Following the unfortunate, yet unavoidable destruction of a civilian liner during a short but brutal space battle, Commander Van C. Albert is reassigned to commanding an older ship on dead-end missions.
After another reassignment, into the diplomatic corps, Van finds himself in hospital, then shipped home for early retirement. Suddenly things are no longer safe for Van.
But then he takes command of a starship for a private foundation and finds himself closer to the action than ever before. For this foundation, IIS, has far-reaching influence and their orders set Van and his crew in the path of a deadly interstellar battle that could spell destruction for every human world...
Every ethical person has morals, but not every moral person has ethics. Ethics are a set of guidelines we impose upon ourselves, somewhat shaped by our life experiences, the governing rules of the society we live in, and the strength of will inherent in ourselves. Morals are imposed from without, by the world around us.
Is it moral to kill another person? Under the right circumstances, yes. It is morally correct to kill in defence of one's life and those under your protection such as family and friends. Is it moral to kill that person if they are not directly attacking you or your kin? Not really... in the society in which I live.
However, it COULD be ethical to kill that person if you firmly and unequivocally believe that to do so would be in the greater good, for example a serial killer on the loose, a mass-murderer or dictator-out-of-control. How would the word have been different if Hitler had been successfully assassinated earlier in his term, before the war escalated out of control? Or Napoleon? The list is almost endless really.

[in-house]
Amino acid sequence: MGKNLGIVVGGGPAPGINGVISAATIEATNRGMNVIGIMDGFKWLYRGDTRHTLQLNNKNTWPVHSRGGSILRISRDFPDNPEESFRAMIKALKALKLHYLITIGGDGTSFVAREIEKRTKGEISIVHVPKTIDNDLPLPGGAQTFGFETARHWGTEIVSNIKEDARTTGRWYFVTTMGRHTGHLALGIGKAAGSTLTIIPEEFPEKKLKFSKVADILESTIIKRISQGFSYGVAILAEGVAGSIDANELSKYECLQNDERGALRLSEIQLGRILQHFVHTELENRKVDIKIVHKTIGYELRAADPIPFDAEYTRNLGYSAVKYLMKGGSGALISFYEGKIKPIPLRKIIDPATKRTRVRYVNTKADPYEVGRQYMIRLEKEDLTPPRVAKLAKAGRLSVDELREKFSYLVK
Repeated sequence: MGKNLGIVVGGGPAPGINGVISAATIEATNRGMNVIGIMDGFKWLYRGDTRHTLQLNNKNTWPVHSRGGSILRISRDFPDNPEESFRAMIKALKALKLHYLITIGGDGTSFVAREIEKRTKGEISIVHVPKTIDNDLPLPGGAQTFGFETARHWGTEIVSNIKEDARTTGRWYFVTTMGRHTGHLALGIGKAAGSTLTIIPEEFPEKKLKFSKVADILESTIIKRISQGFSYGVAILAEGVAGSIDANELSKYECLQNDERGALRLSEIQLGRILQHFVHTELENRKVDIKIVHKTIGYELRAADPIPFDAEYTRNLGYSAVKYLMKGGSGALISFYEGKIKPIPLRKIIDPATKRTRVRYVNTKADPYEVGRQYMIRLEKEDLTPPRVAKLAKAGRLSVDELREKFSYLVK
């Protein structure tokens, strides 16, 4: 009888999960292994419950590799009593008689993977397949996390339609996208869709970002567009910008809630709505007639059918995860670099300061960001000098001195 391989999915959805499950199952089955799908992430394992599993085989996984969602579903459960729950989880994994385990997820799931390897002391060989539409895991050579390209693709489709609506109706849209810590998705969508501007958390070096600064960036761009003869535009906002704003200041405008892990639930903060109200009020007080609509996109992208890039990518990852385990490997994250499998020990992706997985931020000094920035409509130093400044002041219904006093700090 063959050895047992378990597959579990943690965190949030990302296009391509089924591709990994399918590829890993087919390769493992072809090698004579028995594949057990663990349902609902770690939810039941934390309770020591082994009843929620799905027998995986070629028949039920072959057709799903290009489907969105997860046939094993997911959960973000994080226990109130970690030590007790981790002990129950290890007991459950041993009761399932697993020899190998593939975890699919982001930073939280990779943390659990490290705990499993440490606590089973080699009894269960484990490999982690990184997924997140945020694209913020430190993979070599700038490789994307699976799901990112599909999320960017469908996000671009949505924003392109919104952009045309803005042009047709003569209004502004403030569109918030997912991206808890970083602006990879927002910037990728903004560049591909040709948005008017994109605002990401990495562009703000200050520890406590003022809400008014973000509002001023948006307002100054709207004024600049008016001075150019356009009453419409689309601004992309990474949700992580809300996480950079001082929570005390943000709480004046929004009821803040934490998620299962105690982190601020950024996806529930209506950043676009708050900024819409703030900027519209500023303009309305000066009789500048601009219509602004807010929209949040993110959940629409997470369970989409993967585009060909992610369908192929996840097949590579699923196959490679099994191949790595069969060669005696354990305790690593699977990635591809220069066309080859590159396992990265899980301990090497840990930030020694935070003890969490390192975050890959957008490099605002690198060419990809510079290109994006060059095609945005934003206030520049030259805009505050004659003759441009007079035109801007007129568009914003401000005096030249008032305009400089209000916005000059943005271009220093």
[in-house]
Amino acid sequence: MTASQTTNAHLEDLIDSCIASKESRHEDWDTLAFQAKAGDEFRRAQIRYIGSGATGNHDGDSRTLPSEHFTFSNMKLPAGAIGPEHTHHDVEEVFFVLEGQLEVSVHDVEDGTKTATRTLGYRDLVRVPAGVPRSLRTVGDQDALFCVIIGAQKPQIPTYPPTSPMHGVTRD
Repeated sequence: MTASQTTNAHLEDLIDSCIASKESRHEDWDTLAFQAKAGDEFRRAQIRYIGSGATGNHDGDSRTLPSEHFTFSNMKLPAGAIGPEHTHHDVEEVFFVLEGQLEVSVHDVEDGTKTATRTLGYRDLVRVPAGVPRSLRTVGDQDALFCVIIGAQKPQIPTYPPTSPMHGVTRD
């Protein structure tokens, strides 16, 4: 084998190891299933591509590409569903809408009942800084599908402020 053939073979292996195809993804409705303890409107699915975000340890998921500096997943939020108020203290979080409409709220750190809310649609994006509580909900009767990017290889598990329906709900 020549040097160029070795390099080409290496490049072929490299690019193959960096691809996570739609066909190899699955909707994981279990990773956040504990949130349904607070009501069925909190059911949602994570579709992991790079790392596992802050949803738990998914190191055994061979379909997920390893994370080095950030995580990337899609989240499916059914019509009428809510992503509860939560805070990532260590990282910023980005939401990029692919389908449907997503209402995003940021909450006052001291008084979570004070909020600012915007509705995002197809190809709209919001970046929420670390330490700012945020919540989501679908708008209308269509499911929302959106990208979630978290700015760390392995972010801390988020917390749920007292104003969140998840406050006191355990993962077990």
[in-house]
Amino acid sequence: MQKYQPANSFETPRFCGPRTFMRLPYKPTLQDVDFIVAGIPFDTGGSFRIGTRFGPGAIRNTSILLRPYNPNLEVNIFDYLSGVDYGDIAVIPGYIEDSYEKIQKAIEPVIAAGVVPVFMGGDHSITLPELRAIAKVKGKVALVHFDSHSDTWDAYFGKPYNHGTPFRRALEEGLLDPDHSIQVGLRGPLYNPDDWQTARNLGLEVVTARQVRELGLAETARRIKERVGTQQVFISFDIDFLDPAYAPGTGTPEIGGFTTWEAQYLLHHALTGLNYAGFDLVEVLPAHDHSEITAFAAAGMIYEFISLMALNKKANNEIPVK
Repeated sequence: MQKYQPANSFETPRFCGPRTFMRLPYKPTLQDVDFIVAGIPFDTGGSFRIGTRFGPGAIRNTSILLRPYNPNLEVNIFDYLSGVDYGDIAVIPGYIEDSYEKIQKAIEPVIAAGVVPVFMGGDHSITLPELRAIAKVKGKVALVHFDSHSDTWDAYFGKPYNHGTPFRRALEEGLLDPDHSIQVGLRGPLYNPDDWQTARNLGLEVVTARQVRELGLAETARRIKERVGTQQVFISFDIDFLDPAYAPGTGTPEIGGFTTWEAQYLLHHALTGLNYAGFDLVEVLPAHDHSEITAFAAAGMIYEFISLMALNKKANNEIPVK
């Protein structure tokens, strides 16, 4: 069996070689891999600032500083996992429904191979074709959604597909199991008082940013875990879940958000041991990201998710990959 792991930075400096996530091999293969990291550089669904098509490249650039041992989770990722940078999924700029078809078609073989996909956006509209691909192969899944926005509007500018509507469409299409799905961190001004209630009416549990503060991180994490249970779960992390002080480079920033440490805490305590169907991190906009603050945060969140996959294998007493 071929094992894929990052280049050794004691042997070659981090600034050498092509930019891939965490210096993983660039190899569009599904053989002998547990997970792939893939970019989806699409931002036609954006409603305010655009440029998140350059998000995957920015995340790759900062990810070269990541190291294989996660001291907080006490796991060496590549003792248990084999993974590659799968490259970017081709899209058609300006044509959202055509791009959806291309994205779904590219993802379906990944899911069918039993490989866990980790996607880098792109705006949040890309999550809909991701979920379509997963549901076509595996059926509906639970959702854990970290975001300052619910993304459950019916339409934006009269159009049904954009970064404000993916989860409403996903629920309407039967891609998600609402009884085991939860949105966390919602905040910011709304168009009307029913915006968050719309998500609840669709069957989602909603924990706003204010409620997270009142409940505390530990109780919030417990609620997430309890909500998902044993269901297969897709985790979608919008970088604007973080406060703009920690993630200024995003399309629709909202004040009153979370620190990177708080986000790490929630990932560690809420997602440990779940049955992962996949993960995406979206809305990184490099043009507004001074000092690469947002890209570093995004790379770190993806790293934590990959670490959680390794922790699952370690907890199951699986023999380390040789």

This story explores the dichotomy of Ethics vs Morals, Rules vs The Right Thing, in a most unusual way. Here we see one good man lost in the crowds of general scum running the military and planets of a multi-stellar human civilisation. In an environment with 4 main human factions, and a number of smaller independent planetary societies, all warring it out for domination... and the guidance of a mysterious alien species, one man can make all the difference, with the right tools.
"Give me a lever long enough, and a fulcrum to pivot from, and I will move the world" - it's a brilliant quote, and I leave it those interested and intellectual enough to find it's source. The man who spoke those words could not have known how long they would echo down the halls of time, and they still give rise to serious thought in the minds of many smart people. This book is a lever long enough, and when you become the fulcrum, your world will move, but only you can control in which direction.
Overall, I loved this book, but found it profoundly disturbing in places. I can't say I agree with all of the conclusions arrived at by the main characters, and I certainly don't agree that the best way to deal with a rampant religious civilisation is to nuke an entire solar system, but I will admit it has made me take a closer look at my own moral standards and the ethical ramifications of my actions in day-to-day life. If you can honestly assess your behaviour and moral code, and still stand proud, then this book will have been a success.
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"I really have a secret satisfaction in being considered rather mad."
W. Heath Robinson (1872 - 1944)